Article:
Achieving and maintaining a high level of physical fitness is essential for good health and an active lifestyle. Regular exercise can promote weight loss, enhancing wellbeing, and improve endurance, strength, and flexibility. Of these three components of fitness, flexibility is the one that often gets the least attention. Unfortunately, this can lead to limitations in movement that can interfere with activity and may cause injury.
But improving flexibility alone is not the answer—you should also focus on improving mobility, which is the ability to move without limitations. If flexibility allows your muscles and joints to move through their full range of motion, mobility promotes proper movement and posture.
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Getting in shape is a common goal for the New Year. Before you start an exercise or weight loss program you may want to have a fitness test to determine your current status and to assess improvement as you progress through the program. If you join a gym, a fitness assessment may be required. This is wise, because a fitness test is important for determining a safe and effective exercise recommendation. It also provides a baseline for you to realize your improvement. This is the topic of my Health & Fitness column in the Aiken Standard this week.
Have you made your New Year’s resolutions yet? If not, there is still time. Among the most common resolutions are changes to improve health, including quitting smoking, losing weight, and starting an exercise program. Some people set specific goals, such as losing 20 pounds or running a marathon, while others take a more general approach, like eating healthier or getting in shape. Either way, these are excellent goals, but they should not be your only New Year’s resolutions.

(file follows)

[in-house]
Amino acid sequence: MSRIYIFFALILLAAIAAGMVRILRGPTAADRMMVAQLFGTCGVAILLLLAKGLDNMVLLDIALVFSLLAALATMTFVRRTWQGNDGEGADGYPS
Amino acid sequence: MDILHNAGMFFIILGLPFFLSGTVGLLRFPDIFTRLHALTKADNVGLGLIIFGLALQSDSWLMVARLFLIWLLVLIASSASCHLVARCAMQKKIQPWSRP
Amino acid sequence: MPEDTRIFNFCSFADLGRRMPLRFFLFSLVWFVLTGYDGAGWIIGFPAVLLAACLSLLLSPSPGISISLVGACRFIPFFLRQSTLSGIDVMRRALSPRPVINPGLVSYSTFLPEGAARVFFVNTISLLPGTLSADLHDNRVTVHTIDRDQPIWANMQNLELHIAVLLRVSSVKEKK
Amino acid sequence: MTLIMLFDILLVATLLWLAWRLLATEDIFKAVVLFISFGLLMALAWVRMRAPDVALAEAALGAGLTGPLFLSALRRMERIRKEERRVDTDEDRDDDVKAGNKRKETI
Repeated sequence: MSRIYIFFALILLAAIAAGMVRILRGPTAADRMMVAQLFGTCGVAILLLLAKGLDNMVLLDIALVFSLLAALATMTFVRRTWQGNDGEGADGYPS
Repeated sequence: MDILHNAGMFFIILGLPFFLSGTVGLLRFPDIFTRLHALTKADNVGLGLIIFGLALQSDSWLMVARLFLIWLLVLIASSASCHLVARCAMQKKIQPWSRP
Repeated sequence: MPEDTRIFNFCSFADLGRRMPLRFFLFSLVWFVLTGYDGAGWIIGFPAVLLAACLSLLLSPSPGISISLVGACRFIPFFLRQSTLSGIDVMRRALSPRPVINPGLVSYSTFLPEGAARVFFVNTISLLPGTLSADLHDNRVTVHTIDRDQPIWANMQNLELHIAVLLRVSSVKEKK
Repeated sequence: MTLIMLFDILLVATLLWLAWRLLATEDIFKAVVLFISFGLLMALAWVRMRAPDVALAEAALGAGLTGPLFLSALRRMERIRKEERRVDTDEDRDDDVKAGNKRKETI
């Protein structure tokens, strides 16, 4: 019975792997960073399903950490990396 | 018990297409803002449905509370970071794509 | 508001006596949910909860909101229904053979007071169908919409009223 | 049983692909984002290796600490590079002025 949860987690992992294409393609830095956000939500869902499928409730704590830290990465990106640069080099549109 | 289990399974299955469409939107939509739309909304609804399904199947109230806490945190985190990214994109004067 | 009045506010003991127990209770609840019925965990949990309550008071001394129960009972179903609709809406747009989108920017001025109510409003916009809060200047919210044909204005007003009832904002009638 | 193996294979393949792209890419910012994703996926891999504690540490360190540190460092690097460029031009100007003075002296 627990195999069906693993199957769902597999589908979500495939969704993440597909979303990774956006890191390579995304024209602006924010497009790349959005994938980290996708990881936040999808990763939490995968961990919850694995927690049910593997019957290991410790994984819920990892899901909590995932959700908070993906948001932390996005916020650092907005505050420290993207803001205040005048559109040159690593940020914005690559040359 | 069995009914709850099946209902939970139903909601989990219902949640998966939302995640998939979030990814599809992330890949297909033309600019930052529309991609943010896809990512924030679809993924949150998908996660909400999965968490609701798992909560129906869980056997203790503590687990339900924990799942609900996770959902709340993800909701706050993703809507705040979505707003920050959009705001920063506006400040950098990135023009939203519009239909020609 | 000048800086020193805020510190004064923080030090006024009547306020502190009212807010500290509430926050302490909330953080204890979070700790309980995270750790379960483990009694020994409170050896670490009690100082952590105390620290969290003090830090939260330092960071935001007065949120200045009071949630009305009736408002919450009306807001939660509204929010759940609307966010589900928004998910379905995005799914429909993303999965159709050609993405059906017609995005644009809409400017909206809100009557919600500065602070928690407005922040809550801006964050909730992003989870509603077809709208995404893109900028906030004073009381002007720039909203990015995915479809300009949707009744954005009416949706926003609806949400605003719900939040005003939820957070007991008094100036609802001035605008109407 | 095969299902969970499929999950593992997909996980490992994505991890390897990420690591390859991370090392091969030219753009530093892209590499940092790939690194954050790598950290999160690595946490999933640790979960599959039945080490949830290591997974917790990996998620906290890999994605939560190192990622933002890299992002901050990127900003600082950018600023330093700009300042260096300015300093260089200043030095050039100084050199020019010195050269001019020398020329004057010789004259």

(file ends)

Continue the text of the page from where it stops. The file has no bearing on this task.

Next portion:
Your resolutions should also include the things you need to do and change to achieve these goals. For example, losing 20 pounds is a good goal for many people. But what that really means is learning about a healthier way to eat, shopping for and preparing appropriate meals, finding time to exercise each day, and focusing on turning these behaviors into lasting habits. These behaviors would make an excellent resolutions that would lead toward the weight loss goal.
With this in mind, here are a few resolutions that can help you achieve your health improvement goals:
Since Christmas is this week our attention is naturally focused on one person: Santa Claus. Have you ever wondered how Santa gets in shape for his yearly sleigh ride to deliver gifts to good boys and girls around the globe? Like many elite athletes, Santa does not publicly discuss his training or his fitness. There are certainly no published studies that report his one repetition maximum strength or his maximal oxygen uptake.
Given this lack of information, I attempted to make an educated guess about Santa’s training, fitness, and health. This is the topic of my Health & Fitness column in the Aiken Standard this week.
The holiday shopping season is well underway, but you may still be searching for that perfect gift for a friend or family member. You probably know someone who plans to start an exercise program, try to lose weight, or otherwise improve their health in the upcoming year. The right gift from you could help them get a good start on their New Year’s resolutions. With so many options for books, DVDs, exercise equipment, apps, and other gadgets, it can be difficult to pick the right gift.
The fitness industry is constantly evolving, so there always seems to be a new piece of equipment in the gym, a new exercise class, or a new way to perform traditional exercises. Some of these become popular enough that they are considered “trends.” Here are the top 10 fitness trends for 2020, compiled by the American College of Sports Medicine (ACSM). This is the topic of my Health & Fitness column this week in the Aiken Standard.
Each year the American College of Sports Medicine (ACSM) surveys health and fitness professionals to identify exercise trends for the upcoming year. The 2020 report was published last month, and the biggest fitness trend for the upcoming year is wearable fitness technology. From activity trackers to heart rate monitors to devices that do both and more, the newest “wearables” are sophisticated tools for recording your steps per day, distance you run, and calories you burn.
But using these devices to help you get fit, lose weight, or otherwise improve your health requires that you use that information wisely. This is the topic of my Health & Fitness column in the Aiken Standard this week.